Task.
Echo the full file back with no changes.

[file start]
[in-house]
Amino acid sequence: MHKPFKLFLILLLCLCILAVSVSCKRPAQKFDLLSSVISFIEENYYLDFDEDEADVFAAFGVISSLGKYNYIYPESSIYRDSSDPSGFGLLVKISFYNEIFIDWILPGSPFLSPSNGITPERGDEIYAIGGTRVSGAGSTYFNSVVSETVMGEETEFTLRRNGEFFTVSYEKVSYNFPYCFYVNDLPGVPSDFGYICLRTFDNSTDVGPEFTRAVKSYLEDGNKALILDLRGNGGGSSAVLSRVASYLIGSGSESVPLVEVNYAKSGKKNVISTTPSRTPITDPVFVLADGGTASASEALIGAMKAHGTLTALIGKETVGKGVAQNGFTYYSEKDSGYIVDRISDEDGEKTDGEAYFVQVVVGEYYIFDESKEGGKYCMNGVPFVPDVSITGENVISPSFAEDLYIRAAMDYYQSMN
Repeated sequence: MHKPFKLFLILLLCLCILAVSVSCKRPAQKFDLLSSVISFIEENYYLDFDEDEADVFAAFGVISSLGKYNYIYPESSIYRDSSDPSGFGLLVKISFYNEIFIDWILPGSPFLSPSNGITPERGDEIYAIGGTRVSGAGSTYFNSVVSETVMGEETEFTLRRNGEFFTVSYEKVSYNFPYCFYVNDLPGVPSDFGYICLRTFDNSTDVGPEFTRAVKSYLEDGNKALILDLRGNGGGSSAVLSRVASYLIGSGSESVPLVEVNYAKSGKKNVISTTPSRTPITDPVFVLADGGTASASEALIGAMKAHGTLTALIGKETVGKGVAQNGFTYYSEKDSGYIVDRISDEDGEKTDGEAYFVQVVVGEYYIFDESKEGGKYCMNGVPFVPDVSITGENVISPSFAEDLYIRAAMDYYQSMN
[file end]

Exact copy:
[in-house]
Amino acid sequence: MHKPFKLFLILLLCLCILAVSVSCKRPAQKFDLLSSVISFIEENYYLDFDEDEADVFAAFGVISSLGKYNYIYPESSIYRDSSDPSGFGLLVKISFYNEIFIDWILPGSPFLSPSNGITPERGDEIYAIGGTRVSGAGSTYFNSVVSETVMGEETEFTLRRNGEFFTVSYEKVSYNFPYCFYVNDLPGVPSDFGYICLRTFDNSTDVGPEFTRAVKSYLEDGNKALILDLRGNGGGSSAVLSRVASYLIGSGSESVPLVEVNYAKSGKKNVISTTPSRTPITDPVFVLADGGTASASEALIGAMKAHGTLTALIGKETVGKGVAQNGFTYYSEKDSGYIVDRISDEDGEKTDGEAYFVQVVVGEYYIFDESKEGGKYCMNGVPFVPDVSITGENVISPSFAEDLYIRAAMDYYQSMN
Repeated sequence: MHKPFKLFLILLLCLCILAVSVSCKRPAQKFDLLSSVISFIEENYYLDFDEDEADVFAAFGVISSLGKYNYIYPESSIYRDSSDPSGFGLLVKISFYNEIFIDWILPGSPFLSPSNGITPERGDEIYAIGGTRVSGAGSTYFNSVVSETVMGEETEFTLRRNGEFFTVSYEKVSYNFPYCFYVNDLPGVPSDFGYICLRTFDNSTDVGPEFTRAVKSYLEDGNKALILDLRGNGGGSSAVLSRVASYLIGSGSESVPLVEVNYAKSGKKNVISTTPSRTPITDPVFVLADGGTASASEALIGAMKAHGTLTALIGKETVGKGVAQNGFTYYSEKDSGYIVDRISDEDGEKTDGEAYFVQVVVGEYYIFDESKEGGKYCMNGVPFVPDVSITGENVISPSFAEDLYIRAAMDYYQSMN